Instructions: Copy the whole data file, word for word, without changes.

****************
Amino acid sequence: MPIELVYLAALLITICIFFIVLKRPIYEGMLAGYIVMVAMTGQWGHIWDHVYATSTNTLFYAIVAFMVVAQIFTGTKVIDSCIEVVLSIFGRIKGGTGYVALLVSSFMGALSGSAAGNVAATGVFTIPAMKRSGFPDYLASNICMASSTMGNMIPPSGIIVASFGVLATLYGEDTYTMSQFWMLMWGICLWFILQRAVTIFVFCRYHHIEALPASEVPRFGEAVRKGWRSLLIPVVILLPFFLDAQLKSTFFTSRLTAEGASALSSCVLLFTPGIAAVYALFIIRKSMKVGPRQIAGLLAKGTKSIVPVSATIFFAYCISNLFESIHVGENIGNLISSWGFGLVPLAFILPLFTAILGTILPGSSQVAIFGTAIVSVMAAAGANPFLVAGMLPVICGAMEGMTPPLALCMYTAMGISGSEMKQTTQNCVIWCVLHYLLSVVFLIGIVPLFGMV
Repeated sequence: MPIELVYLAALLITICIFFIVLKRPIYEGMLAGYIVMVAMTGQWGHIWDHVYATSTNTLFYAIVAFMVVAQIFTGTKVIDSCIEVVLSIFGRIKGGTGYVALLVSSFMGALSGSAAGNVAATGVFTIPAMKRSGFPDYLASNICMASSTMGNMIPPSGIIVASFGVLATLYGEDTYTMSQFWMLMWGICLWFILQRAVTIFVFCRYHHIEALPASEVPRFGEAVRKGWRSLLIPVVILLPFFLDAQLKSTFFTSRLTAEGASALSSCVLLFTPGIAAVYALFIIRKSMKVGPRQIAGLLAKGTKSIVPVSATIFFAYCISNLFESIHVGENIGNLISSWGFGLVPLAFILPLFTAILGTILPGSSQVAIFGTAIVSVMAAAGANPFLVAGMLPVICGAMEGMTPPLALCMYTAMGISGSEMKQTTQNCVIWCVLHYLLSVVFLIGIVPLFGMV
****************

Amino acid sequence: MPIELVYLAALLITICIFFIVLKRPIYEGMLAGYIVMVAMTGQWGHIWDHVYATSTNTLFYAIVAFMVVAQIFTGTKVIDSCIEVVLSIFGRIKGGTGYVALLVSSFMGALSGSAAGNVAATGVFTIPAMKRSGFPDYLASNICMASSTMGNMIPPSGIIVASFGVLATLYGEDTYTMSQFWMLMWGICLWFILQRAVTIFVFCRYHHIEALPASEVPRFGEAVRKGWRSLLIPVVILLPFFLDAQLKSTFFTSRLTAEGASALSSCVLLFTPGIAAVYALFIIRKSMKVGPRQIAGLLAKGTKSIVPVSATIFFAYCISNLFESIHVGENIGNLISSWGFGLVPLAFILPLFTAILGTILPGSSQVAIFGTAIVSVMAAAGANPFLVAGMLPVICGAMEGMTPPLALCMYTAMGISGSEMKQTTQNCVIWCVLHYLLSVVFLIGIVPLFGMV
Repeated sequence: MPIELVYLAALLITICIFFIVLKRPIYEGMLAGYIVMVAMTGQWGHIWDHVYATSTNTLFYAIVAFMVVAQIFTGTKVIDSCIEVVLSIFGRIKGGTGYVALLVSSFMGALSGSAAGNVAATGVFTIPAMKRSGFPDYLASNICMASSTMGNMIPPSGIIVASFGVLATLYGEDTYTMSQFWMLMWGICLWFILQRAVTIFVFCRYHHIEALPASEVPRFGEAVRKGWRSLLIPVVILLPFFLDAQLKSTFFTSRLTAEGASALSSCVLLFTPGIAAVYALFIIRKSMKVGPRQIAGLLAKGTKSIVPVSATIFFAYCISNLFESIHVGENIGNLISSWGFGLVPLAFILPLFTAILGTILPGSSQVAIFGTAIVSVMAAAGANPFLVAGMLPVICGAMEGMTPPLALCMYTAMGISGSEMKQTTQNCVIWCVLHYLLSVVFLIGIVPLFGMV